The Armies of Angkor
Military Structure and Weaponry of the Khmersby
Michel Jacq-Hergoualc’h, translated from the French by
First English edition, 2007. 200 pp., 4 plans and 154 line drawings, bibliography, index, 24.5 x 17.5 cm., hardcover
ISBN-10: 974-524-096-6 $40.00
Khmer Combat Haute Couture: The Style of Ancient SE Asian Warfare
Book review by Kent Davis
(www.devata.org, 14 February 2009)
Michel Jacq-Hergoualc’h’s artistic and analytical milestone is a fascinating resource for Khmerophiles everywhere, as well as for readers interested in ancient warfare in general.
The only written records of the mysterious Khmer Empire to reach our times are temple inscriptions and the account of the 13th century Chinese traveler, Zhou Daguan (brilliantly translated to English by Peter Harris in 2007). Michel Jacq-Hergoualc’h, however, has drawn upon an entirely visual medium to learn more about this culture: the extensive bas relief illustrations on three key temples: Angkor Wat, the Bayon and Banteay Chmar.
These lavish depictions clearly show the royal armies of King Suryavarman II and King Jayavarman VII, the two ruling monarchs at the peak of the Khmer Empire in the 12th and 13th centuries. Years of painstaking photo analysis enabled the author to create a series of crisp, line art illustrations revealing an astounding range of equipment and decoration in the military ranks. The diversity, precision and beauty of these decorations are far beyond what one would expect.
The author draws from many expert predecessors, especially the work of George Groslier. But through his illustrations, this book offers images clearer than anyone has ever seen. This clarity, and his systematic renderings, allow Jacq-Hergoualc’h to make new deductions about the nature of ancient warfare in Southeast Asia.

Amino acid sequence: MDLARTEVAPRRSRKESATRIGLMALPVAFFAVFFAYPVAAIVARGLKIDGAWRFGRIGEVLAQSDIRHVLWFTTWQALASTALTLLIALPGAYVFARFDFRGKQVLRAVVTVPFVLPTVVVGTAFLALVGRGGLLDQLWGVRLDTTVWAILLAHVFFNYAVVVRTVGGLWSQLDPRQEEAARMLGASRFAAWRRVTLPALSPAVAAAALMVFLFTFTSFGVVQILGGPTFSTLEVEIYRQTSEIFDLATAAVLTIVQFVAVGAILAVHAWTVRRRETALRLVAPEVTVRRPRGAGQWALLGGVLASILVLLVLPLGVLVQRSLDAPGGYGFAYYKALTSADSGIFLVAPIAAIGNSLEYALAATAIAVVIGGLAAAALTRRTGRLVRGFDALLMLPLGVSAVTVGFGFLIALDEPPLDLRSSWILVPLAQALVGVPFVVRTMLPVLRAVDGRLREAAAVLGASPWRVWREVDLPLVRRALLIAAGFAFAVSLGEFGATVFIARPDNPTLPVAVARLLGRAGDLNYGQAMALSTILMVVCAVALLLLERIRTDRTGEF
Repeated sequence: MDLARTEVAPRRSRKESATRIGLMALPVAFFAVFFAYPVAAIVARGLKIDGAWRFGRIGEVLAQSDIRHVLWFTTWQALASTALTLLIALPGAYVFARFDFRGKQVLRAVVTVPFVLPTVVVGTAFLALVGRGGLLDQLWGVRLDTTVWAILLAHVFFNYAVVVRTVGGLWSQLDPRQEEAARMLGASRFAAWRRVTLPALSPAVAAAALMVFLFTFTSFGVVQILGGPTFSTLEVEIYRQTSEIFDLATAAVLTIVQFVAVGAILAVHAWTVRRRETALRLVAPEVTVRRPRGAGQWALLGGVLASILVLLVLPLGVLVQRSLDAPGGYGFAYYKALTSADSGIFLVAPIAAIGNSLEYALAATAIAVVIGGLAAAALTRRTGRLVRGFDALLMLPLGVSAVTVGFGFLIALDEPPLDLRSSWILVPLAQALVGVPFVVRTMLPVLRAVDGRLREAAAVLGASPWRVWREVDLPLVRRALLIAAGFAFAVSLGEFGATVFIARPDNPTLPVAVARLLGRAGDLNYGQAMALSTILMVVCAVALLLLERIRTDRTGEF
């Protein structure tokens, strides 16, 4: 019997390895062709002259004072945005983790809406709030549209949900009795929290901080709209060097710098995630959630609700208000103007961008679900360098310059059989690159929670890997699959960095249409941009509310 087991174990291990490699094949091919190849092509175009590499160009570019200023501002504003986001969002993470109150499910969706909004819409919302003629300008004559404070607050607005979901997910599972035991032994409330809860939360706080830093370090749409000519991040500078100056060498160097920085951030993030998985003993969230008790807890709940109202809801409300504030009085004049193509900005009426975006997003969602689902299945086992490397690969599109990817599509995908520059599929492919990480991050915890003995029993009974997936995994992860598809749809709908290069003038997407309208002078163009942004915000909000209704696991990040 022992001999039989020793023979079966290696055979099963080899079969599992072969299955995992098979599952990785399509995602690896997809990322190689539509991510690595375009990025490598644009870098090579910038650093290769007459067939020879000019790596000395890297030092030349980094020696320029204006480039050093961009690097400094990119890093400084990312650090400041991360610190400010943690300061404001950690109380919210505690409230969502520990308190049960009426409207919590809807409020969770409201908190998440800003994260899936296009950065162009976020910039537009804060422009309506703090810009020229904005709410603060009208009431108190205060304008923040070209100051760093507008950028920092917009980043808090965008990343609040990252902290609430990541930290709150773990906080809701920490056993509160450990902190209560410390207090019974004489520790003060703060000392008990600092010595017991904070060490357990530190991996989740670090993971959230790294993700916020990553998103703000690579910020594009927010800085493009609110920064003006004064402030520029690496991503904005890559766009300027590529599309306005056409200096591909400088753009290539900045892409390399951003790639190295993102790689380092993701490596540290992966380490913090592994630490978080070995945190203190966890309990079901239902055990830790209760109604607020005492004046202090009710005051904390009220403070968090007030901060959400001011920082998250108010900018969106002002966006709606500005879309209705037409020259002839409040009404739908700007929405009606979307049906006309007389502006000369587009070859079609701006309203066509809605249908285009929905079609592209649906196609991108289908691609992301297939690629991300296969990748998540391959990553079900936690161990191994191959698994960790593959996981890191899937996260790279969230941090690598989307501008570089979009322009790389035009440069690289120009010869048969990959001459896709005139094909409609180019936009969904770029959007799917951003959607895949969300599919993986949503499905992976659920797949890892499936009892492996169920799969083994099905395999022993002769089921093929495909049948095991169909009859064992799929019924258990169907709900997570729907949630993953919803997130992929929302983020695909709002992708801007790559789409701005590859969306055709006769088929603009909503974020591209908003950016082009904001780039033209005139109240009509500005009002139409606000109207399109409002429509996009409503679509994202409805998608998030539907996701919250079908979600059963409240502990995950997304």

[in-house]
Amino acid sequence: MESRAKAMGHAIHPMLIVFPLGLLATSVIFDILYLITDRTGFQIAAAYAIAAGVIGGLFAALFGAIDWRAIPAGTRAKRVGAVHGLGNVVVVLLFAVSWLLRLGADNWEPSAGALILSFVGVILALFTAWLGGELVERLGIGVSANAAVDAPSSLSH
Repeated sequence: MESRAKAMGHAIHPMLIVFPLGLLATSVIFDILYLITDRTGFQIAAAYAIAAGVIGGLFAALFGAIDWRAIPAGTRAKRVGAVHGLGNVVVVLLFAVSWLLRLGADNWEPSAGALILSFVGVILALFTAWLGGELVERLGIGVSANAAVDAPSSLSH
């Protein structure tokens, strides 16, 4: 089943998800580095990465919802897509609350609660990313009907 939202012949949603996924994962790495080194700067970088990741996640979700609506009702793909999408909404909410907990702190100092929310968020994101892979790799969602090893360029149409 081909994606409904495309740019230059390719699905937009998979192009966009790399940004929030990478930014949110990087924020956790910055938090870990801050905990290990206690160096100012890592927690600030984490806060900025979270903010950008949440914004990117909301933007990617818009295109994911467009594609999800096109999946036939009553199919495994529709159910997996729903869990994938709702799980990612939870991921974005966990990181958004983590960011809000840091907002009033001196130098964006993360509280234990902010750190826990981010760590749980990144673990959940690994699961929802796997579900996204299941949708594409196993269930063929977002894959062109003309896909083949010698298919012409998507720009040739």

The book immediately reminded me of another Orchid Press favorite; the first English translation of Sappho Marchal’s 1927 work, Khmer Costumes and Ornaments of the Devatas of Angkor Wat. While Marchal’s book offers a beautiful artistic study, Jacq-Hergoualc’h gives readers much more in terms of analysis and interpretation.
Visiting the temples of Angkor with this book in hand offers visitors an entirely new experience when examining the bas-relief carvings. Personally, I can’t wait to return to look for some of the subtleties (and oddities!) that have been brought to light. Although the author has created a substantive reference work, his book is written in plain language and is quite accessible. Michael Smithies delivers a brilliant translation from the original French, no small feat given the intricate descriptions contained within.
The bottom line is that this clear artwork, and the author’s explanations, make viewing the bas reliefs far easier, far more enlightening and far more entertaining than any other guidebook.
In closing, note that this Orchid Press book is beautifully produced. The Smyth hand-sewn hardcover volume was printed in Thailand. Its handsome dusk jacket gives it a rich appearance and high quality coated stock makes the text and 158 illustrations exceptionally clear. A great gift that will give much enjoyment for your favorite Cambodia-bound traveler, even if it’s for yourself!
Read a review from The Journal of the Siam Society [More Orchid Press Reviews]
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